General Electric shareholders reject Larry Culp’s $230 million compensation agreement

General Electric shareholders voted against CEO Larry Culp’s $230 million compensation plan on Tuesday, expanding investor enthusiasm for the huge bonuses of US companies this year.

According to preliminary results, 57.7% of shareholders rejected the remuneration package provided by the industrial group for its executives.

Investors opposed Culp’s compensation plan being rewritten during the pandemic last year, which made it easier for him to get bonuses. GE’s board of directors extended Culp’s contract and lowered the share price at which he could receive bonus shares, almost doubling the number of shares he received.

When the stock market rebounded at the end of last year, Culp locked in $47 million worth of dividend stocks If he stays in the company, the highest dividend that he will receive as early as 2024 will reach $230 million.

Last year, the salary incentives for GE executives received 73% support from shareholders. After the vote on Tuesday, this is only an advisory opinion and is not binding. GE said it was “disappointed” with the results and it will continue to engage with shareholders on compensation issues.

What makes General Electric even more worried is that Culp said on Tuesday that the company will not raise its dividend in the near future. He said: “We need to continue to make structural improvements to build a stronger General Electric before we can increase the dividend.”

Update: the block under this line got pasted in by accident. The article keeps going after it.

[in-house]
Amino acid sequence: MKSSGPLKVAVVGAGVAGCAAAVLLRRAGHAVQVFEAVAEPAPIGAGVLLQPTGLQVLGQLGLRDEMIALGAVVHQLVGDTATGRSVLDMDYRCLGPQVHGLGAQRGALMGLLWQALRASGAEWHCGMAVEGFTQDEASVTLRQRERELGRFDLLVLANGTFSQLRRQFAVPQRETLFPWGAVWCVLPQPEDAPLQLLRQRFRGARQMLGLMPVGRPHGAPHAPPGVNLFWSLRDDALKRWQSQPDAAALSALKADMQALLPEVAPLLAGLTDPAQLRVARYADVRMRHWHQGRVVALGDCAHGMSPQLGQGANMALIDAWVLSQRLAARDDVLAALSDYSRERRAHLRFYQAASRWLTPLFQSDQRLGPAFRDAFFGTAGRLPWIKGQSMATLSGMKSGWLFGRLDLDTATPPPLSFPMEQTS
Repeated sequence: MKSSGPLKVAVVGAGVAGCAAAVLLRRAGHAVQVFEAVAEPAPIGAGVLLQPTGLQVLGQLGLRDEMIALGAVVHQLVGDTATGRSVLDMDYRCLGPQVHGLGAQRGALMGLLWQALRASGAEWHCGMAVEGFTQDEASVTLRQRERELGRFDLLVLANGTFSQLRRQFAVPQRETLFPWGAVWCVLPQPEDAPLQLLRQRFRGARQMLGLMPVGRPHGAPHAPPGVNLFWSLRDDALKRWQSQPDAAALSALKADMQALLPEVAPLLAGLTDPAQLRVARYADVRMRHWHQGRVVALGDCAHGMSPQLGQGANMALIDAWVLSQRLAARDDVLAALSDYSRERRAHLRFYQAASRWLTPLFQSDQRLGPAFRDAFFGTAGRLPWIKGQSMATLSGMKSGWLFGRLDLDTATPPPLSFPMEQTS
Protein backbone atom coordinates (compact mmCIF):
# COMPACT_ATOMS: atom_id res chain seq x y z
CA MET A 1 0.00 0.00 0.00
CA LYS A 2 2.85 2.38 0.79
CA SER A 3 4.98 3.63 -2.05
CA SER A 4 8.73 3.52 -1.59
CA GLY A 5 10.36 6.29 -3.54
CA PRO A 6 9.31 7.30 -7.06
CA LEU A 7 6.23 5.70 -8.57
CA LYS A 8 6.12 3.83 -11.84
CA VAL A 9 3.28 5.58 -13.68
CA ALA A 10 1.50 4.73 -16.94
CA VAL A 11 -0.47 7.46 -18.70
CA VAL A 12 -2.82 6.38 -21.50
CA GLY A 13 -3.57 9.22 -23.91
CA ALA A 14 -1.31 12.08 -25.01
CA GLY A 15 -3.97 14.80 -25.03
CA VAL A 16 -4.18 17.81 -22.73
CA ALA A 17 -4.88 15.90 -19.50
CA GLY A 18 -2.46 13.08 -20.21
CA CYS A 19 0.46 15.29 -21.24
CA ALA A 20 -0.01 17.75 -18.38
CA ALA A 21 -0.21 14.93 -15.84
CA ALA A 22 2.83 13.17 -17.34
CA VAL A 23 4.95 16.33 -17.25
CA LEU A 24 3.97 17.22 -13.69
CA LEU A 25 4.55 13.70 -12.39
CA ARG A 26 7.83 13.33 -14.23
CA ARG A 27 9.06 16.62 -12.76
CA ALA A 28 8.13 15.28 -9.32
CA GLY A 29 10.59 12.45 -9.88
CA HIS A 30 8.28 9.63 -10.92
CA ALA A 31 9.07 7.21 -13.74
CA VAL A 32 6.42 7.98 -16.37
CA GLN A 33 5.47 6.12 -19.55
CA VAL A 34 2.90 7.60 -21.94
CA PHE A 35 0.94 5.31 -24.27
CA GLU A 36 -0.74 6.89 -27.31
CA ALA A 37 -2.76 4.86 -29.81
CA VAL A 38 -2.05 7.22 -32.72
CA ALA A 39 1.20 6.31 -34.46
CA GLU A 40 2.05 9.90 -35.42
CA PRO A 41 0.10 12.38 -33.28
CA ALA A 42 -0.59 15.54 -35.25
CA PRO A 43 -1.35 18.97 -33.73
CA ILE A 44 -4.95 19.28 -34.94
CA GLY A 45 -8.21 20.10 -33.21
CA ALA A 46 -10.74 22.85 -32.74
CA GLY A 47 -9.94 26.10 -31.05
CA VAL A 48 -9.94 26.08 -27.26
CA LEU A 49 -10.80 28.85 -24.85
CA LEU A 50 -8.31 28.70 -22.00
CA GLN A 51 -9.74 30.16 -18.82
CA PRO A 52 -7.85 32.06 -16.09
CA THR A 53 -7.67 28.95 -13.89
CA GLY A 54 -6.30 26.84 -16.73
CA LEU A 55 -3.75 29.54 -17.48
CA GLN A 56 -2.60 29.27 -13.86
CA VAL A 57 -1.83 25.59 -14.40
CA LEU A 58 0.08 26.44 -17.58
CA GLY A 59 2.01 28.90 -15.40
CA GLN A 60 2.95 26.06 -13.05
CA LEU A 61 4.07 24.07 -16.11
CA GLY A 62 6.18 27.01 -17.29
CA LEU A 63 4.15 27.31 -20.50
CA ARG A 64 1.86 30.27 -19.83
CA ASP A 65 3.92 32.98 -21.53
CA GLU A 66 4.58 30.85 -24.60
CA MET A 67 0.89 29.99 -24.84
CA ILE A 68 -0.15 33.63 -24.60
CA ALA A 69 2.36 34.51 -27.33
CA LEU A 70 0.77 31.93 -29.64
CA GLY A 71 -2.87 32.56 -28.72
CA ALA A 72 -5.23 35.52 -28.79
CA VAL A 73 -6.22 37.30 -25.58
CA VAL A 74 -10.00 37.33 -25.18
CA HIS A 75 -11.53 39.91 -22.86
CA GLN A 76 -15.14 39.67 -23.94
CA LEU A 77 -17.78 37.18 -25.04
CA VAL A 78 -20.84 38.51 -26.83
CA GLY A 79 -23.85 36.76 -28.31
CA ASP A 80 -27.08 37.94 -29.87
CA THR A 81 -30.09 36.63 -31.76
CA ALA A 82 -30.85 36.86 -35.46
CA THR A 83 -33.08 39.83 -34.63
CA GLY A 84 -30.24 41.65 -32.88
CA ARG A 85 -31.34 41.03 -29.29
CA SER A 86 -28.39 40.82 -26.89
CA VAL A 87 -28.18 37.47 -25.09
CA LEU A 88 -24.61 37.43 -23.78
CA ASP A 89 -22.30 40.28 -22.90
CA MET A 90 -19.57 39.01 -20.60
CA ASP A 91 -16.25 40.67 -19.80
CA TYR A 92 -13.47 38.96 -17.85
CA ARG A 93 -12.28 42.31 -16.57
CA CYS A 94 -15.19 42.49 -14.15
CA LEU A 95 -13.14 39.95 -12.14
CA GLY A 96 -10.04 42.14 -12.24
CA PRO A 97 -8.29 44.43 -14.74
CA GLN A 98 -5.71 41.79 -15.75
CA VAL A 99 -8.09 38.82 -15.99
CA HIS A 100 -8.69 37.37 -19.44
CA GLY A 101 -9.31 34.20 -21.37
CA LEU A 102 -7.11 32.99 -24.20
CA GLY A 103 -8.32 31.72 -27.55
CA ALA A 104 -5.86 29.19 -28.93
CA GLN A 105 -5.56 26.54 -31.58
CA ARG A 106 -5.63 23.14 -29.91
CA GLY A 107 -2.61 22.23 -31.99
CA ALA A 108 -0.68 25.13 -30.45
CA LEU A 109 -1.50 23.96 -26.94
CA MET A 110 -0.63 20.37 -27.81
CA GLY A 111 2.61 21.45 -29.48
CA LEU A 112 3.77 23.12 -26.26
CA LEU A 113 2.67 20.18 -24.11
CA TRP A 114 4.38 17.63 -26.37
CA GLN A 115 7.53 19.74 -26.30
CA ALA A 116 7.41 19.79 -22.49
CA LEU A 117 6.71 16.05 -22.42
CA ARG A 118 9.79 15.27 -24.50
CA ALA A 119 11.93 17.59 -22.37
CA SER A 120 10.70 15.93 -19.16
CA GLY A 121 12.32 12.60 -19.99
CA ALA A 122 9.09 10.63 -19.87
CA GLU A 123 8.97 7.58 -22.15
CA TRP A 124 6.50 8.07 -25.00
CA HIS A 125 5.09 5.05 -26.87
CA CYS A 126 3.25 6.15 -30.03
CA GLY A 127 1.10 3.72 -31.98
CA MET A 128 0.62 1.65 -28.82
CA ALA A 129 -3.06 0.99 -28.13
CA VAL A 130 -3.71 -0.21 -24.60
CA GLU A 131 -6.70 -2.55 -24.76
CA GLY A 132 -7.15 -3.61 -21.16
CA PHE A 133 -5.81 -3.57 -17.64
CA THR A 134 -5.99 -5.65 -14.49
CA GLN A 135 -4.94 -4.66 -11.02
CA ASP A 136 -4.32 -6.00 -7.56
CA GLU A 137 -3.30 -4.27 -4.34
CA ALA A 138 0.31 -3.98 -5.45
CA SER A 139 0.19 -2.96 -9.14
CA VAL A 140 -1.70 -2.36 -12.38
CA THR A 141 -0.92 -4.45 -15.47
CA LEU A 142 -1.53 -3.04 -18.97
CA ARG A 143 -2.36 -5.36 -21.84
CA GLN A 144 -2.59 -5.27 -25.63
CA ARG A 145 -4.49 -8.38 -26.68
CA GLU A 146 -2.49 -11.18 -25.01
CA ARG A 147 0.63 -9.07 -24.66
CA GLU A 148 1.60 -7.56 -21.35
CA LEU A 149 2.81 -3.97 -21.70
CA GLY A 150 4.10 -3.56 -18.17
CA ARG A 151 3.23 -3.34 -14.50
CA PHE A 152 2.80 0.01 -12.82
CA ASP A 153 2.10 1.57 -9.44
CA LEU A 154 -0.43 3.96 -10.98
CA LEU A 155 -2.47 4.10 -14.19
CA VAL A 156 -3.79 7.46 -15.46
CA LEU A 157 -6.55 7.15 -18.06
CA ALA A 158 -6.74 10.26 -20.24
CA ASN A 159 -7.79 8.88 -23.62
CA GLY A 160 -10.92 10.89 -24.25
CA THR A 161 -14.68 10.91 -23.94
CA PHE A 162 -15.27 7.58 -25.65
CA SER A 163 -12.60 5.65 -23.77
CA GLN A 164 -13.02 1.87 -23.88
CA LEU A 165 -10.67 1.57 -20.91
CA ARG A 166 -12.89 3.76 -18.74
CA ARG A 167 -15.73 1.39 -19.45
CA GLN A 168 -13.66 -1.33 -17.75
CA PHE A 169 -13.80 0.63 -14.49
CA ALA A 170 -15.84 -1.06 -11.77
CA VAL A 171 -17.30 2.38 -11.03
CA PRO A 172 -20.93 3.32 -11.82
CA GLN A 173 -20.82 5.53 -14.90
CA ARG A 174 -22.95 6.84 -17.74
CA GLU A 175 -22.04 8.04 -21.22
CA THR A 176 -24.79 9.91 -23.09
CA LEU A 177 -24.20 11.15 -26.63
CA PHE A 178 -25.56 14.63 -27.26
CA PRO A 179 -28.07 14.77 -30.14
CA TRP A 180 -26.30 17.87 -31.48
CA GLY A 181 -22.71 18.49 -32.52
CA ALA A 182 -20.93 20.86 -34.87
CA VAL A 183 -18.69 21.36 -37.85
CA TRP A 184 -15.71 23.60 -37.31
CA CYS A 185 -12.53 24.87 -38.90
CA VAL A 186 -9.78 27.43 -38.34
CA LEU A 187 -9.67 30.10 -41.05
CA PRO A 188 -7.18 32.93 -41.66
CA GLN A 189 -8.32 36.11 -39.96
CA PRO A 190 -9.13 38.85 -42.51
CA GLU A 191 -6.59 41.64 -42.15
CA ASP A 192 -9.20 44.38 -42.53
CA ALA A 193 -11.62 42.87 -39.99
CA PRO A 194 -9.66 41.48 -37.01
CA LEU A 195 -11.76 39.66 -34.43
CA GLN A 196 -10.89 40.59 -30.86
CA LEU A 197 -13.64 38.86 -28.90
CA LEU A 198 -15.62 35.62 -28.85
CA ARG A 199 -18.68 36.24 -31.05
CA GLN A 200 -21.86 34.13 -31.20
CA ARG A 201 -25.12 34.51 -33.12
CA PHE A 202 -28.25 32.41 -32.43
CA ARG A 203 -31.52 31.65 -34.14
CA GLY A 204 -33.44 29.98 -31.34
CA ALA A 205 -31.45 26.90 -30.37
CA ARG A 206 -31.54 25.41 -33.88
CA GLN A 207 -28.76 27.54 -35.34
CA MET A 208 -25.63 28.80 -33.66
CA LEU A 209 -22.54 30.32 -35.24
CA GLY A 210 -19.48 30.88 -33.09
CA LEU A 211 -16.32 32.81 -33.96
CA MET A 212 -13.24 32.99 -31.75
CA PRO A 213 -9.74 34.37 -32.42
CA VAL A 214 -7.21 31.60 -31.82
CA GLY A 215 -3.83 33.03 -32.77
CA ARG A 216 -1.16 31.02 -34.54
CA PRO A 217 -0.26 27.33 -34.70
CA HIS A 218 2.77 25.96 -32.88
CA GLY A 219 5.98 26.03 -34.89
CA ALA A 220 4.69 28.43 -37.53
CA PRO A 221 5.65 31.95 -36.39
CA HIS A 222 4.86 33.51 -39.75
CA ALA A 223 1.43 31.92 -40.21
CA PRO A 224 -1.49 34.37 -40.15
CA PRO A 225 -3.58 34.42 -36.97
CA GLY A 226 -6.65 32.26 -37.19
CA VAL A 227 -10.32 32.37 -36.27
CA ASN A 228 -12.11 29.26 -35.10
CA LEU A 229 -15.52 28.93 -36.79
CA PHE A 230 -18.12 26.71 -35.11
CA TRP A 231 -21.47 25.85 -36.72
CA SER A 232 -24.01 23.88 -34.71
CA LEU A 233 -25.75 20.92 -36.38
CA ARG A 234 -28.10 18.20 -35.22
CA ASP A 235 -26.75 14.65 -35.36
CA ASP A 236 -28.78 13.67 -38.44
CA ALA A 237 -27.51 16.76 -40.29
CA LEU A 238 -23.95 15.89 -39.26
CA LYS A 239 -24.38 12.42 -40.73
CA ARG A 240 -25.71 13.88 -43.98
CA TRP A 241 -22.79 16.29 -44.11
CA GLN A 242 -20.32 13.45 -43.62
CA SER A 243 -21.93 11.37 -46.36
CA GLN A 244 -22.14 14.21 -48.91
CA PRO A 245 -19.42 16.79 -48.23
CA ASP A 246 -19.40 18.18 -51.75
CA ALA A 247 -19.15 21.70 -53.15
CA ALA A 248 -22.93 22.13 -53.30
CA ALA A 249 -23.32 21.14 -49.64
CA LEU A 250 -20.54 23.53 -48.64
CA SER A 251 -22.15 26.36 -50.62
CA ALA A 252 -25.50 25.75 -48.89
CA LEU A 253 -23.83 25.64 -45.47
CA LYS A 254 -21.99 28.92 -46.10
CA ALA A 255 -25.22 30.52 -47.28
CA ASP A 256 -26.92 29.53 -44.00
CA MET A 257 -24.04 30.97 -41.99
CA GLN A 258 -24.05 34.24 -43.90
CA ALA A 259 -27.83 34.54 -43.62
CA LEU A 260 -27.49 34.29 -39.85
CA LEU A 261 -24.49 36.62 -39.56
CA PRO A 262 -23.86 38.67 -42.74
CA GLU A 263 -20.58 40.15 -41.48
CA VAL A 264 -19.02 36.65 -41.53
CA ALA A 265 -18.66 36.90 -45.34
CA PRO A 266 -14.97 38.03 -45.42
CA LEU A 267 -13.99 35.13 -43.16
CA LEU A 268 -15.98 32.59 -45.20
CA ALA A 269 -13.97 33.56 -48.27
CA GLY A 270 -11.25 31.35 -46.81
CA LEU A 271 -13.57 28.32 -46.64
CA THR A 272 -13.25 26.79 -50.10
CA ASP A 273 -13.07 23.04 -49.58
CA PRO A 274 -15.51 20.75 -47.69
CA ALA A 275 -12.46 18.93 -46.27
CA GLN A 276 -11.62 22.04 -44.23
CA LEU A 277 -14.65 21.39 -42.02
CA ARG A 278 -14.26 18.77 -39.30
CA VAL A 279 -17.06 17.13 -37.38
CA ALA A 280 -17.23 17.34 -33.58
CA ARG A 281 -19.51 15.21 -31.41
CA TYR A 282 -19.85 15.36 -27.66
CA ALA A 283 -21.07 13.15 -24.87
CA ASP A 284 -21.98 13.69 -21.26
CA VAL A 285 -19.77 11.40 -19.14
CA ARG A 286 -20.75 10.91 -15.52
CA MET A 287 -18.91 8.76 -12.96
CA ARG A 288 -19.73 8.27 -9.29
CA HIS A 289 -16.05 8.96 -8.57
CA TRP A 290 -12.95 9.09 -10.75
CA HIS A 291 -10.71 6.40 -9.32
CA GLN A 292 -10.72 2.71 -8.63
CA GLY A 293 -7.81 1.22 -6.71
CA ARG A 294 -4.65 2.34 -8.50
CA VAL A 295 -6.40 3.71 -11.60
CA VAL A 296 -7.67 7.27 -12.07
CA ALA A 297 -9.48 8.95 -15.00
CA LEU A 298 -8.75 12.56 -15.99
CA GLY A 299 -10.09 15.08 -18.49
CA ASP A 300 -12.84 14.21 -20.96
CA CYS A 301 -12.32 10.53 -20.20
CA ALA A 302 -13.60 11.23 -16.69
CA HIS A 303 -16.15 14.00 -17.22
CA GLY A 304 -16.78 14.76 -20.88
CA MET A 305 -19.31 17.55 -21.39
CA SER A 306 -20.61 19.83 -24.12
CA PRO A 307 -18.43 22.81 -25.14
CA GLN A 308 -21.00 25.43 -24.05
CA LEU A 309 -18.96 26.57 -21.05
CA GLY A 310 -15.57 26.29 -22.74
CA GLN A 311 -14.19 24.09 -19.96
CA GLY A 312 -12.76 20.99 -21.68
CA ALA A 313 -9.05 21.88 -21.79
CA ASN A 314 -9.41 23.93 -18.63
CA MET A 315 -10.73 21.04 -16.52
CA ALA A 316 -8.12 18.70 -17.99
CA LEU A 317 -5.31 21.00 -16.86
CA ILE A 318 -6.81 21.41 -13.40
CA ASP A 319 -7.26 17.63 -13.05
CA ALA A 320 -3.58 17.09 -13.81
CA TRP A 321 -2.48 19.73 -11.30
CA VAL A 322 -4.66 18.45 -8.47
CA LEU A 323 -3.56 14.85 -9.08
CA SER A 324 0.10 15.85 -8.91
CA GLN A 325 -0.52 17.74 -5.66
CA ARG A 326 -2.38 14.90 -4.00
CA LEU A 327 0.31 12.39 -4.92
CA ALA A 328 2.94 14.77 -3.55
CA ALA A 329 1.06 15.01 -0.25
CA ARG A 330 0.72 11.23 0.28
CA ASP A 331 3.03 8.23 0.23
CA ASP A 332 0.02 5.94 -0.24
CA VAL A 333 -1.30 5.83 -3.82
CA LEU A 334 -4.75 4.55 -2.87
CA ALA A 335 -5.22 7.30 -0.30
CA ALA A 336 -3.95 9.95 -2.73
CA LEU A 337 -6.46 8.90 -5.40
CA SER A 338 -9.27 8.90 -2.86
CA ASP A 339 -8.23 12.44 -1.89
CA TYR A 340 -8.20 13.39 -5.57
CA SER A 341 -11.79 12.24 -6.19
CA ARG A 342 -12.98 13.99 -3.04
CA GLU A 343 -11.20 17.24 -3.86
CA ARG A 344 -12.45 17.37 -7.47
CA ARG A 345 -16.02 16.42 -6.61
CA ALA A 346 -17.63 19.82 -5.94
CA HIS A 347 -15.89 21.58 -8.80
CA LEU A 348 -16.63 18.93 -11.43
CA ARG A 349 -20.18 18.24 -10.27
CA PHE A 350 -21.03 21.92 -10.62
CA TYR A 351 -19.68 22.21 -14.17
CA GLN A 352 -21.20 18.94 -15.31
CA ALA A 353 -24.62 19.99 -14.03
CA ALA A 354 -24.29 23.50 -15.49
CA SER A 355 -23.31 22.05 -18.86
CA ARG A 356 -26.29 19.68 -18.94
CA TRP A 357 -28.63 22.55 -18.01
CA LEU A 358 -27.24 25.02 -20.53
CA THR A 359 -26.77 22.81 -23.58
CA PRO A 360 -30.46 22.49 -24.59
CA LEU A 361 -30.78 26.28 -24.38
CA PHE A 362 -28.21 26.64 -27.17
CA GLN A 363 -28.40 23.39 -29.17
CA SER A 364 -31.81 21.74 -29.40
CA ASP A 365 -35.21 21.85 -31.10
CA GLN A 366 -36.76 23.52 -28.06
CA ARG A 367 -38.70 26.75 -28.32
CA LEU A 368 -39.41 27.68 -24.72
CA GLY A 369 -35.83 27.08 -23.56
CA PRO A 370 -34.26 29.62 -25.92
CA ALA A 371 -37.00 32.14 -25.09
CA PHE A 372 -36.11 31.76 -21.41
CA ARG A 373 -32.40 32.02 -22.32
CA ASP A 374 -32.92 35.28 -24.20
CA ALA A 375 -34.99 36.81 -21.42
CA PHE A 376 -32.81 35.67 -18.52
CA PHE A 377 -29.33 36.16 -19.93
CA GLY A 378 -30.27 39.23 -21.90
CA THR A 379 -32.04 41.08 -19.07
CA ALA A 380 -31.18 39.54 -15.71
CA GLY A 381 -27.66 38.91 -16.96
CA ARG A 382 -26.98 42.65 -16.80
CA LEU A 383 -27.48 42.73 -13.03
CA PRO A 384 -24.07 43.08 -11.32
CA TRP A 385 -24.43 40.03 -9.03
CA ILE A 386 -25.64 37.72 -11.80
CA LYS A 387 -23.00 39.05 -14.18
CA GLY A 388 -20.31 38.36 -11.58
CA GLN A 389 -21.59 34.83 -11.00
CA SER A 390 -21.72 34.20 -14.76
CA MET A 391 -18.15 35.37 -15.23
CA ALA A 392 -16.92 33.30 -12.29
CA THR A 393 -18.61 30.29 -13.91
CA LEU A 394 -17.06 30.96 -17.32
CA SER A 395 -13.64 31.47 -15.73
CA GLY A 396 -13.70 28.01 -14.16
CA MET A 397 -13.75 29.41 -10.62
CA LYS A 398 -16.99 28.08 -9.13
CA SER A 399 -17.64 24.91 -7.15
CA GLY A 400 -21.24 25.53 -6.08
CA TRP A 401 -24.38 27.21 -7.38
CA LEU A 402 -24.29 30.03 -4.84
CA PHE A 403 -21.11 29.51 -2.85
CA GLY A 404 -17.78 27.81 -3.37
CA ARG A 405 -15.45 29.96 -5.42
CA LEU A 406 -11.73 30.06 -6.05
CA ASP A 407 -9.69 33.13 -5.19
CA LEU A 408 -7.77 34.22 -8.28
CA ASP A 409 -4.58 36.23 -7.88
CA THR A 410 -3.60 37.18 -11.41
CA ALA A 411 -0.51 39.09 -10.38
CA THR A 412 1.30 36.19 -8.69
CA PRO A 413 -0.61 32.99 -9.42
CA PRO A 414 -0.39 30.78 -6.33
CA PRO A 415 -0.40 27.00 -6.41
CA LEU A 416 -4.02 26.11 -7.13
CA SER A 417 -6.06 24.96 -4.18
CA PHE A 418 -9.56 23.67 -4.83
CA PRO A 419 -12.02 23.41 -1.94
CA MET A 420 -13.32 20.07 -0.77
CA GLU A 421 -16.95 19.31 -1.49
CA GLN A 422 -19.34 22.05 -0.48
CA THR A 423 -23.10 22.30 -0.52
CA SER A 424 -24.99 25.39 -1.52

Equilar, a compensation data company, said that average shareholder support for US executive compensation plans this year has fallen to the lowest level since at least 2016. According to data from ISS Corporate Solutions, there are now five S&P 500 companies that have been rejected by executive compensation packages, including IBM and Starbucks, and there will be only 10 in 2020.

Usually, investors have to raise the salary of executive officers, and most plans will receive more than 90% of the support.

Matteo Tonello, managing director of the International Think Tank Conference Committee, said: “I don’t think we have seen such a large and well-known company go bankrupt.” He said that salary rejections usually occur Medium or small companies, adding that for such a large company, it is “unprecedented” if the dividend vote is not passed.

As shareholders reach consensus with companies such as Amazon and ExxonMobil, they are expected to receive more controversial votes this month.

Salary consulting firm Semler Brossy said that among Russell’s 3000 companies, the rate of failure to vote for salaries is twice as high as in 2020. The company stated in its April 29 report that the average salary support was “significantly lower than last year’s average.”

Courtney Yu of Equilar said that during the pandemic, the compensation plan was rewritten to make bonuses more accessible, which was one of the main reasons why the company rejected the salary vote this year.

He said: “We will definitely see the continued trend that more and more companies will get less than 70% of the votes this year.”

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